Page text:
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Our Findings | Republican attempts to brand Democrats as “radicals” worked

While practically everyone – candidates, journalists, Party leaders, and pundits – has focused on the impact of Defund the Police as a solo variable, it was just one of the multiple issues that Republicans used to paint Democrats as radicals

• At one end of the spectrum, candidates like Rep. Spanberger

(VA-07) shared widely reported concerns that Republican efforts to paint all Democrats as socialists who would defund the police

cost us multiple seats this cycle • Similarly, Cameron Webb’s campaign (VA-05) constantly had to

bat back claims that he supported defunding the police, even after running ads that featured local law enforcement as validators, and after the paper of record, the Roanoke Times, debunked the claim. It was particularly difficult for candidates of

color to avoid these race-based attacks

• This “Dem potpourri” included efforts to tie candidates to

socialism, Medicare for All, the Green New Deal, Nancy Pelosi, AOC and “the Squad” (in these cases all framed as equally radical). These attacks were used to a greater or lesser degree

depending on the unique constituencies of a given district • There was no one best way to counter these attacks, nor was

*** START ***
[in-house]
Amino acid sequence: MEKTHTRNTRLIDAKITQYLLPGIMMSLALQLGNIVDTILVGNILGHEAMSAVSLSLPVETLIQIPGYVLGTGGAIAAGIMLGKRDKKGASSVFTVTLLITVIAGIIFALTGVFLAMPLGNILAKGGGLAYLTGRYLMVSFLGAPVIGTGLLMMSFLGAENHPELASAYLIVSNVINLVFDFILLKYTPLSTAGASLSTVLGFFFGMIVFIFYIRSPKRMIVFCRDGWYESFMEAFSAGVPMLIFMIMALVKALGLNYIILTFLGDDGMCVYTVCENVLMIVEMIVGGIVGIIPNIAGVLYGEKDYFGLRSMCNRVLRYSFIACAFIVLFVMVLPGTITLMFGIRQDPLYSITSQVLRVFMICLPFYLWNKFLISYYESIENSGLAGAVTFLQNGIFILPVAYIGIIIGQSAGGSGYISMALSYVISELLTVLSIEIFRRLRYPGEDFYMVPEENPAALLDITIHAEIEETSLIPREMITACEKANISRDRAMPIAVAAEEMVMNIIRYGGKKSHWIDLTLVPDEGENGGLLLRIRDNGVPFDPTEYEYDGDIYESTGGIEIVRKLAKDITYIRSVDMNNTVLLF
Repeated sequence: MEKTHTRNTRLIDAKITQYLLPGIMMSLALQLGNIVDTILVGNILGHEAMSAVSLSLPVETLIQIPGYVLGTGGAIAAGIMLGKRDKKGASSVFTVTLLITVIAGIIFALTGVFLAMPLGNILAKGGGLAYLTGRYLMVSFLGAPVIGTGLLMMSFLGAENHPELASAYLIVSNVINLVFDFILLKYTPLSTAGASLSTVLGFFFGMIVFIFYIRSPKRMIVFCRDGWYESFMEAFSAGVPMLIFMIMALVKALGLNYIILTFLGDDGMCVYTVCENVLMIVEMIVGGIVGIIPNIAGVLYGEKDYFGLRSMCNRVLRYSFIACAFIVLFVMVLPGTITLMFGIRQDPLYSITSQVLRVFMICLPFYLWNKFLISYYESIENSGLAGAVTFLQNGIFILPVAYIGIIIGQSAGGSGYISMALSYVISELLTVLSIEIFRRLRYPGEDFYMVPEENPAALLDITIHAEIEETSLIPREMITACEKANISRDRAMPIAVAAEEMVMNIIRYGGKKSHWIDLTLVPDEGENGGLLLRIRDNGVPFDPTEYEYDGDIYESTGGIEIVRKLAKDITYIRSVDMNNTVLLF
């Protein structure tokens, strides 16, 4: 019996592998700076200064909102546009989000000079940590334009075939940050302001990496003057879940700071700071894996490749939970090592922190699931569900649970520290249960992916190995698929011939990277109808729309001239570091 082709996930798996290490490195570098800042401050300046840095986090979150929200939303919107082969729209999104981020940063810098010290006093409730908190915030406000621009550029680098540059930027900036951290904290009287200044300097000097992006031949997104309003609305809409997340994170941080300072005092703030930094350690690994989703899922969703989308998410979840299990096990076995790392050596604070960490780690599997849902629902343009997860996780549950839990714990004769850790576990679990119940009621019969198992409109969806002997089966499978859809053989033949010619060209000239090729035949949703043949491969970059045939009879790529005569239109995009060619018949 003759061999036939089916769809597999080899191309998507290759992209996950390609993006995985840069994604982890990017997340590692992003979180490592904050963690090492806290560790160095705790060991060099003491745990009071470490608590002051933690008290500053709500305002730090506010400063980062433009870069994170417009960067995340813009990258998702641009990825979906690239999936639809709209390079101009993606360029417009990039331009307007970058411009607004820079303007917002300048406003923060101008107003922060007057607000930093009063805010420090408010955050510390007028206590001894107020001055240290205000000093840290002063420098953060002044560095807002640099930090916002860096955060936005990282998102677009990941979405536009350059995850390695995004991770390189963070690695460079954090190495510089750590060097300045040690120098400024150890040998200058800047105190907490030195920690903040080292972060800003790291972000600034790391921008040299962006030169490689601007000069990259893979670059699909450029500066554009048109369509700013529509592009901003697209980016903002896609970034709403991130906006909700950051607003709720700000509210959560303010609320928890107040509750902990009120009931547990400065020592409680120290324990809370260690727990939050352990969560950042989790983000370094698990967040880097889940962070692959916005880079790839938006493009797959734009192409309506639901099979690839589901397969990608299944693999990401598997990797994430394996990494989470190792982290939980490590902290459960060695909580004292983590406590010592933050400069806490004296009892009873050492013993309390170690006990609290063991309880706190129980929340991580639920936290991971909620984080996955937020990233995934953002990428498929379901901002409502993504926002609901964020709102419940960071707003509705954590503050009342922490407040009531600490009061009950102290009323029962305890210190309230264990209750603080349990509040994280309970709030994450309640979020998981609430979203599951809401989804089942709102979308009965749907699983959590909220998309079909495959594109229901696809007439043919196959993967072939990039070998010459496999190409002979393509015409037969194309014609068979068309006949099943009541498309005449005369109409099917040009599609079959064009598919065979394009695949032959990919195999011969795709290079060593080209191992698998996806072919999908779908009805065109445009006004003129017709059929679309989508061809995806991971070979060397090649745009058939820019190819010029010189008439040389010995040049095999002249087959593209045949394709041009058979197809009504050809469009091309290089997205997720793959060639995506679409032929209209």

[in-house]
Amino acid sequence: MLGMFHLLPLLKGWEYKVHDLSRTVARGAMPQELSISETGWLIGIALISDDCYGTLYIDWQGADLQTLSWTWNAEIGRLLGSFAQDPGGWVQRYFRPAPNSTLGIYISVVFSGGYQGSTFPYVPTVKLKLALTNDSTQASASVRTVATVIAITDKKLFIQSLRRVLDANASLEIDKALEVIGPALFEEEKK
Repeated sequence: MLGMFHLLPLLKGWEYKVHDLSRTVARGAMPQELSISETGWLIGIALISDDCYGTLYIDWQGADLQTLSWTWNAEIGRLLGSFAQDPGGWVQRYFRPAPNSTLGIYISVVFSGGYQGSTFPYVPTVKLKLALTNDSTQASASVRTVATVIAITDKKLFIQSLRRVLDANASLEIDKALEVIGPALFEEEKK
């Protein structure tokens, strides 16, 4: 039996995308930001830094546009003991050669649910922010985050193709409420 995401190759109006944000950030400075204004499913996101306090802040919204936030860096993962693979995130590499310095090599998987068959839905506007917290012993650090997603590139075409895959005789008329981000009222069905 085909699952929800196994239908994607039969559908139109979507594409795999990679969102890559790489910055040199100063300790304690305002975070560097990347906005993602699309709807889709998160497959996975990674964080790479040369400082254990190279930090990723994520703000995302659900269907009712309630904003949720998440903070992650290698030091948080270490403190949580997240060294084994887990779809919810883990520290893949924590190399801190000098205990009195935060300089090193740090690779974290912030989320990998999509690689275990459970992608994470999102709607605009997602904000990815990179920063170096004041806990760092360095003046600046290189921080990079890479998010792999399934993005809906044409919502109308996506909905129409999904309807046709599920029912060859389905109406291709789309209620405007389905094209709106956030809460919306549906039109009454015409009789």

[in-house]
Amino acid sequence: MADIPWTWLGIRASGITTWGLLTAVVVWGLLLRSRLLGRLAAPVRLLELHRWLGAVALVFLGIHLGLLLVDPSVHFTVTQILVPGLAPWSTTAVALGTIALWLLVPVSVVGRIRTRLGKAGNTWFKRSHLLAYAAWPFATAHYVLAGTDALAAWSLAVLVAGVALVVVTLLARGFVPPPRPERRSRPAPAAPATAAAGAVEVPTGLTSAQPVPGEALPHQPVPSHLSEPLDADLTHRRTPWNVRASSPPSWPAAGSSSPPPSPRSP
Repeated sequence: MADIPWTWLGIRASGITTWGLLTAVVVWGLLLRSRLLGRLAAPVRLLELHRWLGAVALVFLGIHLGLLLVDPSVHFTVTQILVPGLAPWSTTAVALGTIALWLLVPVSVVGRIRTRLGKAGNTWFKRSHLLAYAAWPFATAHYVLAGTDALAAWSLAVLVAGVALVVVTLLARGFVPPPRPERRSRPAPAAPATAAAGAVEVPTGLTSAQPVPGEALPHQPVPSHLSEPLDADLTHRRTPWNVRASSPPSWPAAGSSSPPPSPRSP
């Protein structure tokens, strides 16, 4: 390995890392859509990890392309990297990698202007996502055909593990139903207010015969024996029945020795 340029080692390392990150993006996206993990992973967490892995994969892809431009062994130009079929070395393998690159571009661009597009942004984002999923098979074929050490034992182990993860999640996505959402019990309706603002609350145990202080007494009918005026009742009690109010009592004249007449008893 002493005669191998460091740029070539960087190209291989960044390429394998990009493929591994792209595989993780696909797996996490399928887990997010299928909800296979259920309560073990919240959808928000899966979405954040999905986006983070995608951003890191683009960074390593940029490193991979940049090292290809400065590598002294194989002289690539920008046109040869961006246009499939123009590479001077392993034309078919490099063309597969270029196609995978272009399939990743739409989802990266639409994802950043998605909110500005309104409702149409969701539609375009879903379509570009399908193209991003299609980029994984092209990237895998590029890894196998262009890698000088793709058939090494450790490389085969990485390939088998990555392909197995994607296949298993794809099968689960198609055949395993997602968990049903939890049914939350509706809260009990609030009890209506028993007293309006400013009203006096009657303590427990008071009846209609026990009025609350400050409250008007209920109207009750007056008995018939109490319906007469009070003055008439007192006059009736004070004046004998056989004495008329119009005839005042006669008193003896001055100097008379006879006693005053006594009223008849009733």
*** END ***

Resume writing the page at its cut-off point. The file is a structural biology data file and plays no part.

there clear agreement even that we should address the issue in

paid communications • The GOP consistently framed the moment in “law and order”

terms, which resonated with voters on both the right and the left – including Latino men and women, as the April 2021 EquisLabs report “Portrait of a Persuadable Latino” called out

• In other districts, Defund the Police was perceived as a minor blip

among the other “Dem potpourri” attacks. For example, in FL-26, attacks against former Rep. Debbie Mucarsel-Powell focused more on messages of socialism and support for women’s choice – issues that were more effective with her Hispanic and Latino

constituents

• And in some races, such as the North Carolina Senate race,

Defund the Police “was in the bloodstream because it was part of the presidential back and forth,” but it was never really a huge part of the Senate campaign messaging on either side

How much Defund the Police dominated public discourse – and by extension how much it required campaign resources to address the issue – varied widely by state and district

Based on interviews, data analysis, polling, and ads analysis, where Defund the Police had a significant impact, it was as a part of culturebased attack on Democrats that sought to stoke fears among voters about any candidate with a ‘D’ after their name

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